Simultaneous Temperature, Intensity and Imaging Measurements of Short Period Wave Structure in the OH Nightglow Emission
Planetary and Space Science
A low light TV camera co-aligned with a narrow field Michelson interferometer have been used to investigate how variations in the intensity and temperature of the near infrared hydroxyl nightglow emission are related to the passage of short period mesospheric gravity waves. The observations were made from Sacramento Peak, NM (32.8°N, 105.8°W) on the night of 14/15 June 1983, during a spectacular nightglow display that also exhibited wave structure visible to the dark adapted eye. A coherent wave-like pattern of horizontal wavelength 23 ± 1 km moving uniformly with a velocity of 28 ± 2 m s−1 (apparent period 13.7 ± 1.2 min), was measured at several azimuths over an interval of 2.5 h. The induced intensity and temperature perturbations were wave-like in nature and exhibited a high degree of correlation. The intensity variations were large, up to 30%, yet the brightest wave forms were ⩽ 10 K hotter than the adjacent dark forms. The amplitude of the intensity fluctuation was found to be ∼ 8 times larger than the temperature variation. In all cases the intensity wave led the thermal wave, but only by a small amount. High contrast wave patterns of this type are uncommon and are a principal feature of “bright night” displays.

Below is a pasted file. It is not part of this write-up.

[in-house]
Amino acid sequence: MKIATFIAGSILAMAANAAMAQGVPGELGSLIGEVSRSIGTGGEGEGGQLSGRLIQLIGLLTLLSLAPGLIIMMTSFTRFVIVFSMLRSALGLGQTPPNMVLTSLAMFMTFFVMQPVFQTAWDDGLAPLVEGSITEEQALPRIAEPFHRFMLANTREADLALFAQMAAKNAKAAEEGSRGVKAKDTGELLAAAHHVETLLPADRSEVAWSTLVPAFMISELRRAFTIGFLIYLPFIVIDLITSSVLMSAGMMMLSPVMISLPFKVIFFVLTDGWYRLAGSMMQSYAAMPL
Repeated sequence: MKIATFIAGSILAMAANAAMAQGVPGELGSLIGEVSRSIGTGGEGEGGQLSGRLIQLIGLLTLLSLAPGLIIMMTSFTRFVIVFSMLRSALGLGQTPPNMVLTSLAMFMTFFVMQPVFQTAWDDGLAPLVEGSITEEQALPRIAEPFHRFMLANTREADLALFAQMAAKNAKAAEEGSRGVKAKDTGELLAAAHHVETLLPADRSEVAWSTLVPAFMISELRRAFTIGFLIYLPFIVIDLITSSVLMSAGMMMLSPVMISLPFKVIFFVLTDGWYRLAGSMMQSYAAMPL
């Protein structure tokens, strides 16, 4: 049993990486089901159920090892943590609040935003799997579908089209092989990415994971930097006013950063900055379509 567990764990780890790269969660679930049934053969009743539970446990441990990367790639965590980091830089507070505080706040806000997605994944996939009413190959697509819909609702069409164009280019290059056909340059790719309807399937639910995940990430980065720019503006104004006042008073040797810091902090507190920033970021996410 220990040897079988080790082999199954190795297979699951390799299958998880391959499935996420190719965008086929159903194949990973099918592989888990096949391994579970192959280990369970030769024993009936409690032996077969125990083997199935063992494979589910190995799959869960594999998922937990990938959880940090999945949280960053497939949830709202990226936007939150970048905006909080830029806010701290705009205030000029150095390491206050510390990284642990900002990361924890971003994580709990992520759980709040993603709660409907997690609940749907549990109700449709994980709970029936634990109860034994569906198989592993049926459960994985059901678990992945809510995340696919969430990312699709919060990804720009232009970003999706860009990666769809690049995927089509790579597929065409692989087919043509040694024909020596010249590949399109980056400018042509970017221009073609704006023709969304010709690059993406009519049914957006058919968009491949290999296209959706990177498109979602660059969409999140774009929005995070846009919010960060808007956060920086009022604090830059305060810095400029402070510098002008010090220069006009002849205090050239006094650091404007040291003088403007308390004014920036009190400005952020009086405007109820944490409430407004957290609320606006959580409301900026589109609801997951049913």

Taylor, M.J., P.J. Espy, D.J. Baker, R.J. Sica, P.C. Neal, and W.R. Pendleton Jr., Simultaneous temperature, intensity and imaging measurements of short period wave structure in the OH nightglow emission, Planet. Space Sci., 39, 1171, 1991.